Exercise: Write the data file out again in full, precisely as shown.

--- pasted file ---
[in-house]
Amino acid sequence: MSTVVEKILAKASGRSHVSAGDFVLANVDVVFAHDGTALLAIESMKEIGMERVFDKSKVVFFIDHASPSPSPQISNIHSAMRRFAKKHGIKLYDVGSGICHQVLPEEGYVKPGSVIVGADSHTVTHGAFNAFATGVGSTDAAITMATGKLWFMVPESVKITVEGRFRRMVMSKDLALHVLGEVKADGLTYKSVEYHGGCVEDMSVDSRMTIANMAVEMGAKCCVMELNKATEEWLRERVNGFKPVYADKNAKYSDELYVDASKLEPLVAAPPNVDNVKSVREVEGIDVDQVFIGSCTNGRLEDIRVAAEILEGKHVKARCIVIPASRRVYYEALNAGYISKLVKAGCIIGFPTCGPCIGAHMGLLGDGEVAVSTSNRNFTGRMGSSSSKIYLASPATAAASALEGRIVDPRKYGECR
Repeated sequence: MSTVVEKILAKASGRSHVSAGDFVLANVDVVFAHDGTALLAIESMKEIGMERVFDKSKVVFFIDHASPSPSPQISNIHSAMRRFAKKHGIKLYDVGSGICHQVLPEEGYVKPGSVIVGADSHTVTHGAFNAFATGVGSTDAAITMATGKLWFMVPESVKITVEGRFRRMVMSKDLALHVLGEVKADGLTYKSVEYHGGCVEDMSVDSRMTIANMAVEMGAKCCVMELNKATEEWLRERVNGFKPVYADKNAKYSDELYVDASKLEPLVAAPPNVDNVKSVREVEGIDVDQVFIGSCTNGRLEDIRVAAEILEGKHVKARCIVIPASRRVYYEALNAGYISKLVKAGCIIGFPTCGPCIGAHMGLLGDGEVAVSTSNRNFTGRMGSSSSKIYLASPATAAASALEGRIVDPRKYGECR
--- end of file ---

[in-house]
Amino acid sequence: MSTVVEKILAKASGRSHVSAGDFVLANVDVVFAHDGTALLAIESMKEIGMERVFDKSKVVFFIDHASPSPSPQISNIHSAMRRFAKKHGIKLYDVGSGICHQVLPEEGYVKPGSVIVGADSHTVTHGAFNAFATGVGSTDAAITMATGKLWFMVPESVKITVEGRFRRMVMSKDLALHVLGEVKADGLTYKSVEYHGGCVEDMSVDSRMTIANMAVEMGAKCCVMELNKATEEWLRERVNGFKPVYADKNAKYSDELYVDASKLEPLVAAPPNVDNVKSVREVEGIDVDQVFIGSCTNGRLEDIRVAAEILEGKHVKARCIVIPASRRVYYEALNAGYISKLVKAGCIIGFPTCGPCIGAHMGLLGDGEVAVSTSNRNFTGRMGSSSSKIYLASPATAAASALEGRIVDPRKYGECR
Repeated sequence: MSTVVEKILAKASGRSHVSAGDFVLANVDVVFAHDGTALLAIESMKEIGMERVFDKSKVVFFIDHASPSPSPQISNIHSAMRRFAKKHGIKLYDVGSGICHQVLPEEGYVKPGSVIVGADSHTVTHGAFNAFATGVGSTDAAITMATGKLWFMVPESVKITVEGRFRRMVMSKDLALHVLGEVKADGLTYKSVEYHGGCVEDMSVDSRMTIANMAVEMGAKCCVMELNKATEEWLRERVNGFKPVYADKNAKYSDELYVDASKLEPLVAAPPNVDNVKSVREVEGIDVDQVFIGSCTNGRLEDIRVAAEILEGKHVKARCIVIPASRRVYYEALNAGYISKLVKAGCIIGFPTCGPCIGAHMGLLGDGEVAVSTSNRNFTGRMGSSSSKIYLASPATAAASALEGRIVDPRKYGECR